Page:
So a bit of a tortilla claims it can bend and fold and wrap like a rubber band -- well, why not? That's what gluten does. It sticks and goos, so to speak. So this bit of tortilla claims it, but it hasn't got the gluten going, and we're supposed to believe it?
I got samples of Rudi's Plain and Fiesta Tortillas at the recent celiac expo, and I gave them a very skeptical eye. (But I was working the Rudi's table (photos to come), and I thought -- I really ought to give this a try, or I'll be a dead-duck of a product ambassador.)
After all, they might bend. They might wrap. But my experience has been that any product trying to imitate gluten is a poser and prat from the get-go. And these products fall into two categories: a) Those that do what they say, but are filled with a boot-load chemical conglomerates, and taste like tar or b) Those other ones that taste all right, even good, but can't do a back bend (or whatever else they claim) to save your life.
So this bit of tortilla Rudi's is pushing . . . Shall begin with ingredients. "Stuff you can pronounce and recognize", they claim.
Whole Grain Flours (Sorghum, Brown Rice, Corn, Amaranth, Quinoa, Millet, Teff), Corn Starch, Tapioca Flour, Rice Flour, Water, Canola Oil*, Xanthan Gum, Evaporated Cane Juice, Cultured Dextrose and Maltodextrin, Salt, Guar Gum, Baking Powder (Monocalcium Phosphate, Sodium Bicarbonate, Corn Starch), Malic Acid, Active Dry Yeast, Apple Cider Vinegar
Those are the Plain, and it's true. They stick to basics. Nothing more bizarre than xanthan gum.
Oh well, they must be crumbly, yes? a muddle of crumbs. Useless.
I've spent a week or more experimenting with the things -- and I was highly resistant even to trying them. I have grudge, for lack of a better phrase, a grudge against gluten imitators. I don't want flour tortillas -- they're made with flour, and get their taste and texture and excellence from the gluten-bound flour, and I love crunchy corn, crisp rice, and making onigiri.
But I was surprised at how pleased I was to play with Rudi's tortillas. And even eat a burrito.
I made a few actually, to test hold-up, flavor, packing, warmed or unwarmed, all manner.
The Japanese Adzuki with Kabocha
Lentil and Lettuce
Lentil, Pinto and Crunch
More Lentil on Fiesta . . .
[some I ate too quickly to snap any proper photo. Apologies. The above are Lentil, Pinto and Crunch, and Japanese]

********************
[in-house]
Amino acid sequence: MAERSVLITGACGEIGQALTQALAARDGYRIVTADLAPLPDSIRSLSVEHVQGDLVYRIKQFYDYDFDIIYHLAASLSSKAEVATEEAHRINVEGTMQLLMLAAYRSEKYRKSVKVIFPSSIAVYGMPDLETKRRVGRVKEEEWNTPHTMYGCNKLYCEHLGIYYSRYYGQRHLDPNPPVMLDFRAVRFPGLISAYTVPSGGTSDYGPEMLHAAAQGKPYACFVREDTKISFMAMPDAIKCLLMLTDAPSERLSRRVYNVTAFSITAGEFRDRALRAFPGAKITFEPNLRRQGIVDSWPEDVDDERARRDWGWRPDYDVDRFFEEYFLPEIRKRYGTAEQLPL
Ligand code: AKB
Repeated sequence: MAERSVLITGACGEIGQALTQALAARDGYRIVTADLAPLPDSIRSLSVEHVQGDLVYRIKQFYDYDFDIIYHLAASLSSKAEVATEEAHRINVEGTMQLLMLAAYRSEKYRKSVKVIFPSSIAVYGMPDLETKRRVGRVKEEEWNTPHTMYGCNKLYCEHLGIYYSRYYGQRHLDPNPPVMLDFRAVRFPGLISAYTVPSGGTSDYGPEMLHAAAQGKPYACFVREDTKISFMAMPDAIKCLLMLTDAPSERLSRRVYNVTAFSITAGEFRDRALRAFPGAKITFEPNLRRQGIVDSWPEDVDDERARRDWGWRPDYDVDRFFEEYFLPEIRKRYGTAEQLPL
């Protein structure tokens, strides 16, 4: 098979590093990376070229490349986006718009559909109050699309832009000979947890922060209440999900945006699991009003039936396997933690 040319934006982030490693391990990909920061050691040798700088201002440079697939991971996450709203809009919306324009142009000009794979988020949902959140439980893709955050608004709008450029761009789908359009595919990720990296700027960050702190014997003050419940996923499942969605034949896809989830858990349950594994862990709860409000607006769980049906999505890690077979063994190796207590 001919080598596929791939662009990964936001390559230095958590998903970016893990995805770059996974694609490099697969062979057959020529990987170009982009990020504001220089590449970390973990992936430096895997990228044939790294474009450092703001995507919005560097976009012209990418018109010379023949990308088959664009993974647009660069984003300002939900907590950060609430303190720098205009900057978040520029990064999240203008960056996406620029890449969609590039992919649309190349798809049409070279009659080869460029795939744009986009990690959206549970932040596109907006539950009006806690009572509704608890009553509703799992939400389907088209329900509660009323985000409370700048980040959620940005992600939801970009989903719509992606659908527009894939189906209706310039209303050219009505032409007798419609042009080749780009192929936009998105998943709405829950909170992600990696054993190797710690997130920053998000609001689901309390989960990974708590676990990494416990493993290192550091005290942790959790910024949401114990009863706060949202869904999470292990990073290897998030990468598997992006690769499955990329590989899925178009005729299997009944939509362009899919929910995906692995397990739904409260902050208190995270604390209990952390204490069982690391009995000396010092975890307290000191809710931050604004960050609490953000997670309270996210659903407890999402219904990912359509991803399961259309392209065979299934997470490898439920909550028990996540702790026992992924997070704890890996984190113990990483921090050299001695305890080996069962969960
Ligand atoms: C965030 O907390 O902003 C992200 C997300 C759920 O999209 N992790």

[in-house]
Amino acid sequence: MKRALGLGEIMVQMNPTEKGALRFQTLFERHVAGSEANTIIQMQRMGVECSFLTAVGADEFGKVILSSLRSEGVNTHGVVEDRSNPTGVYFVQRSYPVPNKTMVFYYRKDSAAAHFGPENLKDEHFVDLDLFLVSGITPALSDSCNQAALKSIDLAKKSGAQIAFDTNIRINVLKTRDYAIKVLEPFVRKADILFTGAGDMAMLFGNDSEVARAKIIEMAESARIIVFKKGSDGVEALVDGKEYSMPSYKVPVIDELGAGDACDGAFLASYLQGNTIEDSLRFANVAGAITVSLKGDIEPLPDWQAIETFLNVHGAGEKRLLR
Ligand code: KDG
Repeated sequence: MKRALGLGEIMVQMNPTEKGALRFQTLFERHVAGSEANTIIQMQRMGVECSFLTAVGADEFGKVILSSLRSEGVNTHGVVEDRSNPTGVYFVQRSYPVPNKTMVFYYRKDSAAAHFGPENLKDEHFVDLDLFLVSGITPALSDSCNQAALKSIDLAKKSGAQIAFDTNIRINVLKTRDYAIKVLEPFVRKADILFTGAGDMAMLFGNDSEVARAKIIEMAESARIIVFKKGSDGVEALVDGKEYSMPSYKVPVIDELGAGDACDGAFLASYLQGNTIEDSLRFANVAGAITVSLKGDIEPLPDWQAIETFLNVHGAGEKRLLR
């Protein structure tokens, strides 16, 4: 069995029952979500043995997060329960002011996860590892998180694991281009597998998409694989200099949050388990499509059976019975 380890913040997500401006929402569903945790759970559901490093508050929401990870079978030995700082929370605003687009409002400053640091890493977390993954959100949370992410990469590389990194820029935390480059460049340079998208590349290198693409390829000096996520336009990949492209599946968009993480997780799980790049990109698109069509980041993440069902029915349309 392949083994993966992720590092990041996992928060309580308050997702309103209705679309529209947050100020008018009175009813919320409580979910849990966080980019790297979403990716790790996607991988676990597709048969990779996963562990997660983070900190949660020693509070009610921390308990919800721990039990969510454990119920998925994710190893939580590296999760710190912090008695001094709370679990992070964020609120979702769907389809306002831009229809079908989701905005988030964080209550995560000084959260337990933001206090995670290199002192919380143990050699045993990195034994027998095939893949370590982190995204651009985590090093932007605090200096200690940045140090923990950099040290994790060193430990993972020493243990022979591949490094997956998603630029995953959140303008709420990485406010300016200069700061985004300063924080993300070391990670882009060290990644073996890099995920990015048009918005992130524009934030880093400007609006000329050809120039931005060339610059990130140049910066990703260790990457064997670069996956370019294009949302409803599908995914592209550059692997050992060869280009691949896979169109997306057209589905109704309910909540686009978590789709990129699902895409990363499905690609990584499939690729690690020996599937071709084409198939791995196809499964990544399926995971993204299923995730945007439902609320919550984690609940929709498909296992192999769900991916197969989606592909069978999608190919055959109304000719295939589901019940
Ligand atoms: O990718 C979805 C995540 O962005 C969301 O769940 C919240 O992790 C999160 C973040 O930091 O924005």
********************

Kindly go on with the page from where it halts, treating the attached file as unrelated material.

- bend and roll
- fold into burrito nuggets
- hold boot-loads of food
And to my surprise, I liked them. Oy, but to my surprise, they did NOT--
- become soggy and melt
It's hard to pull it out of me, because on a shoestring budget, and content to run on my rails with little deviation, and enjoy with wild abandon the unique plainness of crisp corn for all Mexican dishes . . . I loved playing with these Tortillas. And not just playing, but getting a chance to eat a burrito again.
I've spent some weeks now since the Celiac Expo in San Diego a) recovering from cross-contamination (nothing to do with the expo) and b) experimenting with the tortillas (as I said). And I've used both Fiesta and Plain -- I'd very much like to try the Spinach variety, but they hadn't any as a sample, and my current budget precludes "just trying" something.
Altogether, Rudi's hopped both the high-vaults on this one. The only complaint I've got is the exorbitant price, which seems to run anywhere from 5.79 (American) to 8.00 -- down to almost a dollar per tortilla, and one really needs two to make a meal, because one point I did not mention . . .
...they remain a tad small. Not tiny, not unworkable. But small flour tortillas, not the pizza-pie sized wonders wrapping behemoth burritos at the South Western states' Mexican tortillerias.
But I'll repeat: Rudi's hopped the high-vault on this one. These tortillas work -- not like the flaky rice flats; not like the chewy or crisp corn -- but like a burrito wrap.
My first try at Rudi's three years ago, very nearly on top of my celiac diagnosis, I almost had a panic attack. It was the bread. It was bread that I thought tasted so much like bread I thought I'd got the wrong package, and would soon be sick as Hell.
Is there a better compliment? Well, after I'm miffed beyond measure that I was frightened half-to-death, nope.
And Rudi's? If you can get that price down a few, I'll be shoestringing my gluten free meals with these tortillas. Eight in a package after all, is a good count.